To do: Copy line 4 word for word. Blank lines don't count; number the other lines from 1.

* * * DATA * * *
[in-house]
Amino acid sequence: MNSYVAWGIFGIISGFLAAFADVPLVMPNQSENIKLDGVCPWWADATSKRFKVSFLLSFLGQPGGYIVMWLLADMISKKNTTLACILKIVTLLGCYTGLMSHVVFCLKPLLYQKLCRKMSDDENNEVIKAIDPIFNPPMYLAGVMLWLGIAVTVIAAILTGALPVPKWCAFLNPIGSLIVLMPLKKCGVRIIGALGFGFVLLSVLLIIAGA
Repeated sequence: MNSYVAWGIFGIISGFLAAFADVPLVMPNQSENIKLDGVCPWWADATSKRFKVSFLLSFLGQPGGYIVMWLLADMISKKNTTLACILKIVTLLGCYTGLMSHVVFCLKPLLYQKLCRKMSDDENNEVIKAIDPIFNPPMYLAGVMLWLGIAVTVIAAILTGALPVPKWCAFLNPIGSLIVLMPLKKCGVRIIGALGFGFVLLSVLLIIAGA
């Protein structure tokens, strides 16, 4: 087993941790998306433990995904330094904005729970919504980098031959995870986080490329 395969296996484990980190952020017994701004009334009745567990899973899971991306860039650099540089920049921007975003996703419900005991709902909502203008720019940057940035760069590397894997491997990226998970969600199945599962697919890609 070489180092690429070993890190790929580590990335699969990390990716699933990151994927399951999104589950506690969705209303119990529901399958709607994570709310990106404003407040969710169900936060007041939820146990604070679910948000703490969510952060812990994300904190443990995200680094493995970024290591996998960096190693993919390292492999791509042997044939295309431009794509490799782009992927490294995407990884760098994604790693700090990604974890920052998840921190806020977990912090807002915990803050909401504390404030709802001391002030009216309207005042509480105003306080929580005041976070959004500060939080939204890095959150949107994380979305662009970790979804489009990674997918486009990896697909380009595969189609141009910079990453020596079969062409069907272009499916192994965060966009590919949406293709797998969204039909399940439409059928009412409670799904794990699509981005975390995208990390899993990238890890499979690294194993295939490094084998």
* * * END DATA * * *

């Protein structure tokens, strides 16, 4: 087993941790998306433990995904330094904005729970919504980098031959995870986080490329 395969296996484990980190952020017994701004009334009745567990899973899971991306860039650099540089920049921007975003996703419900005991709902909502203008720019940057940035760069590397894997491997990226998970969600199945599962697919890609 070489180092690429070993890190790929580590990335699969990390990716699933990151994927399951999104589950506690969705209303119990529901399958709607994570709310990106404003407040969710169900936060007041939820146990604070679910948000703490969510952060812990994300904190443990995200680094493995970024290591996998960096190693993919390292492999791509042997044939295309431009794509490799782009992927490294995407990884760098994604790693700090990604974890920052998840921190806020977990912090807002915990803050909401504390404030709802001391002030009216309207005042509480105003306080929580005041976070959004500060939080939204890095959150949107994380979305662009970790979804489009990674997918486009990896697909380009595969189609141009910079990453020596079969062409069907272009499916192994965060966009590919949406293709797998969204039909399940439409059928009412409670799904794990699509981005975390995208990390899993990238890890499979690294194993295939490094084998």